Do You Work With A T.O.?

I think many of us would agree that advertising is home to an inordinant number of troublesome employees. Why this business attracts so many jerk offs remains something of a mystery (at least to me). Perhaps the recent Terrell Owens debacle in Philadpelpha can shed some light.

Wharton: Faculty members at Wharton and other experts say Owens is a classic case of a star employee who, because of his immense talent, was given wide latitude even though he engaged in eccentric (at best) and abusive (at worst) behavior. But even Owens’ ability to catch passes and score touchdowns could not save his job because his behavior reached the point that it was deemed detrimental to the successful functioning of the organization.
“Managing stars is difficult duty for even the most skilled managers,” says Katherine A. Nelson, a suburban Philadelphia-based ethics consultant who teaches in executive education programs at Wharton. “It’s challenging enough when you are managing a high performer who has good interpersonal skills. However, if you are managing a high performer with poor interpersonal skills, your job goes from challenging to nightmarish. Almost nothing can disrupt a workplace faster than a star performer who is arrogant or abusive or who demands special treatment. Not addressing the star’s bad behavior is tantamount to lobbing a grenade into a conference room because resentment will ferment among other members of your team and it will eventually — sometimes very quickly — undermine the performance of the entire team. The Eagles are a perfect example of this.”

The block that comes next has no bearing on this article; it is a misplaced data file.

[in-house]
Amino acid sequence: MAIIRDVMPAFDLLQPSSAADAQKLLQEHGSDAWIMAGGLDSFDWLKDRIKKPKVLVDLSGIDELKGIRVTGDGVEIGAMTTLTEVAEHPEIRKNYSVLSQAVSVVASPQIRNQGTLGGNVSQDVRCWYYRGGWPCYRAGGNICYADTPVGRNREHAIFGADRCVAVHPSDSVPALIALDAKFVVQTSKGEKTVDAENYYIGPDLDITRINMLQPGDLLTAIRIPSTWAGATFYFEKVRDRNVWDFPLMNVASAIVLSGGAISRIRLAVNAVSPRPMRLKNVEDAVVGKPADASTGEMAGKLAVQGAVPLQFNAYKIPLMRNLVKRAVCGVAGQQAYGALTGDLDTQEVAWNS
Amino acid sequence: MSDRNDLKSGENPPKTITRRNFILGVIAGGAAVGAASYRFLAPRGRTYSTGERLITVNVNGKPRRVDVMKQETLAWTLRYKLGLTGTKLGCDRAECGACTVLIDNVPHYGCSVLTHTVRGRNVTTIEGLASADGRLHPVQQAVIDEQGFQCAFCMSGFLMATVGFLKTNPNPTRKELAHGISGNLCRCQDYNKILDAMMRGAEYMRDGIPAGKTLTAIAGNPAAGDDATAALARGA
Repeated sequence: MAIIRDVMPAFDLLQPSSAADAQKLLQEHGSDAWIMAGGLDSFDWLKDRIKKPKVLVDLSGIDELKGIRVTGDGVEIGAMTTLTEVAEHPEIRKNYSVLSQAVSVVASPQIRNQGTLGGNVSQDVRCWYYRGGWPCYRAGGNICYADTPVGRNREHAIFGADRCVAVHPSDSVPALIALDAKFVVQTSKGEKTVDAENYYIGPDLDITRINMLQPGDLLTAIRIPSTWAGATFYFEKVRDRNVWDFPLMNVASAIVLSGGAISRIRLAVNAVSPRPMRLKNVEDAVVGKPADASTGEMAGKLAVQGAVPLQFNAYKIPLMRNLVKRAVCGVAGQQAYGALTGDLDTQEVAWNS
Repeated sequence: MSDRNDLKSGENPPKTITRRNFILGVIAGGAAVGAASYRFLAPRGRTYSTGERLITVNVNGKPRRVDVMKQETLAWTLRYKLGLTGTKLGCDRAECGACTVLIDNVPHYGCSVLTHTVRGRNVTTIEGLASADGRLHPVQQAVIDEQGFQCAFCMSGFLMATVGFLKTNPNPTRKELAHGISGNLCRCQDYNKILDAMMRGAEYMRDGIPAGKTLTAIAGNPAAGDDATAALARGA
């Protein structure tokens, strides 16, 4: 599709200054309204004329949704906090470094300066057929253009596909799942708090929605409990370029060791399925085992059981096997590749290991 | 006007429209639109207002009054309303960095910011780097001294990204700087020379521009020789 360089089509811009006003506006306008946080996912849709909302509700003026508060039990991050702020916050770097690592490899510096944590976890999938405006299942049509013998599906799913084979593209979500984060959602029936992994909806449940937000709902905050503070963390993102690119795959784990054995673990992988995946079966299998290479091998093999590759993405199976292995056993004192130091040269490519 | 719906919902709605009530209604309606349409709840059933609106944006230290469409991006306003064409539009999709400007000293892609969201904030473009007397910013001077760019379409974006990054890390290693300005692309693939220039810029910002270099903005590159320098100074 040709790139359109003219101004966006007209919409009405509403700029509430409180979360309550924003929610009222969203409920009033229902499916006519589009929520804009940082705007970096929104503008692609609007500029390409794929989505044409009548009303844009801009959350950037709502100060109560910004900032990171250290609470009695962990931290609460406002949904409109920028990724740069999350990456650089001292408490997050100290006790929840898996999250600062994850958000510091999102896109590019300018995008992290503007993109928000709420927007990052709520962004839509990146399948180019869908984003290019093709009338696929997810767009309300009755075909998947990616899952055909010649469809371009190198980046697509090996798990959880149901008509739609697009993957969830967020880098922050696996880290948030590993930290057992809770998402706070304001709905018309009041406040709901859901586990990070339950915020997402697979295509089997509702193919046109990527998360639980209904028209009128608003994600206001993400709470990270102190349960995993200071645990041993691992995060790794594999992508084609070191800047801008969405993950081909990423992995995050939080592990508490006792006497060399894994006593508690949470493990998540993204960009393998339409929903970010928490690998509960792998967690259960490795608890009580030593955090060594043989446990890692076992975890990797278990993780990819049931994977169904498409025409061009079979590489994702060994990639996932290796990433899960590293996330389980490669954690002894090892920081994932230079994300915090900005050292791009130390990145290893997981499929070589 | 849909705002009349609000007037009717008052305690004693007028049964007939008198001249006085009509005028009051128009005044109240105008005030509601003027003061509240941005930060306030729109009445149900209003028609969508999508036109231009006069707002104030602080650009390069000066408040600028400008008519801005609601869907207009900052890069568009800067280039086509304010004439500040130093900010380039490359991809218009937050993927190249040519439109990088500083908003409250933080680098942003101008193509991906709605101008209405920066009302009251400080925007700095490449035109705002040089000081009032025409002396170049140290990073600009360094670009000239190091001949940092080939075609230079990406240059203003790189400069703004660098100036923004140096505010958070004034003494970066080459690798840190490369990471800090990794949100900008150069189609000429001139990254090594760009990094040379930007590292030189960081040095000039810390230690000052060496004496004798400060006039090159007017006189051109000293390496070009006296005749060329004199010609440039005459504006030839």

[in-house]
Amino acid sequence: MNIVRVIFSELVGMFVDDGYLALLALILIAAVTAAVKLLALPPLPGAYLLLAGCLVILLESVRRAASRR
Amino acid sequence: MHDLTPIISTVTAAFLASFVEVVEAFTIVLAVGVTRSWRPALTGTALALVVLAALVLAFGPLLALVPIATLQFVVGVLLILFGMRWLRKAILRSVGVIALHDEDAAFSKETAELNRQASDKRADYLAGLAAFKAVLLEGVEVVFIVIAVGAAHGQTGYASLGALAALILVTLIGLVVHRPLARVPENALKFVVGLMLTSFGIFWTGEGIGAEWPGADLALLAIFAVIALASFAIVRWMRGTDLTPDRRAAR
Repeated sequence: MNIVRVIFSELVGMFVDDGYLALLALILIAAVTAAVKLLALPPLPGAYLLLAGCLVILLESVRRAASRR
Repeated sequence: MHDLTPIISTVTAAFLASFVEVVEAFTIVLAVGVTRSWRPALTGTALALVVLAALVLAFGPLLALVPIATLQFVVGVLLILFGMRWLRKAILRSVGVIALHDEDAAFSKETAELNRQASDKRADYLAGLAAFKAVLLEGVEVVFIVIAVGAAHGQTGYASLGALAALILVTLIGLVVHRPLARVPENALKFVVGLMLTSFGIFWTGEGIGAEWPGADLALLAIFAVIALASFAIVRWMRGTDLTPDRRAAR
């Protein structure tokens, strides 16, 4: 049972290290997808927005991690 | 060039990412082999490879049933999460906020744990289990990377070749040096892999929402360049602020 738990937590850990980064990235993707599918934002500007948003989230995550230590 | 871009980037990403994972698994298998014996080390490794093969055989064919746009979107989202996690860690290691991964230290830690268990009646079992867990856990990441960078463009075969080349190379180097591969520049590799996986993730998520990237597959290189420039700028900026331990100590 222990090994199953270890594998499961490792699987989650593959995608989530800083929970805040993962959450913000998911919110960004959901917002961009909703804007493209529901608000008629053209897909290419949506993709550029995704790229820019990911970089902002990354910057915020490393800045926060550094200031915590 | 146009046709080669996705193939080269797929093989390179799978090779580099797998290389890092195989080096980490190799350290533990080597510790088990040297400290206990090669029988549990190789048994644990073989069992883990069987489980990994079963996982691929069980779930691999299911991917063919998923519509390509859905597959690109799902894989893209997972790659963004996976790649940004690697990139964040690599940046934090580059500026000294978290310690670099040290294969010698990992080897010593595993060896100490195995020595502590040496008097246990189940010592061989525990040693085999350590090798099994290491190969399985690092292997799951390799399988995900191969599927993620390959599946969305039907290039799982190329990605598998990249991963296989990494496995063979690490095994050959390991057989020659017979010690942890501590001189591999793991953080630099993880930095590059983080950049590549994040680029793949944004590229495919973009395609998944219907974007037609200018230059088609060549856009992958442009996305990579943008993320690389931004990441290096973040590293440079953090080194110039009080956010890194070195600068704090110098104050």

T.O. really has no good reason to act out. Every football fan knows he is an outstanding performer. One would think that woud satisfy him.
In our business, no matter how high you reach, the reality is you’re still an unknown, for we make products famous, not ad people. Sure, some of us achieve a certain notoreity within the industry, but that’s where it stops. So what’s the deal? Why do some talented ad people regularly cause disturbances? Is it their need for recognition, however limited? Or is it just human nature, with no connection at all to the business of advertising?

About David Burn

I wrote my first ad for a political candidate when I was 17 years old. She won her race and I felt the seductive power of advertising for the first time. Today—after working for seven agencies in five states—I am now head of brand strategy and creative direction at Bonehook in Portland, Oregon.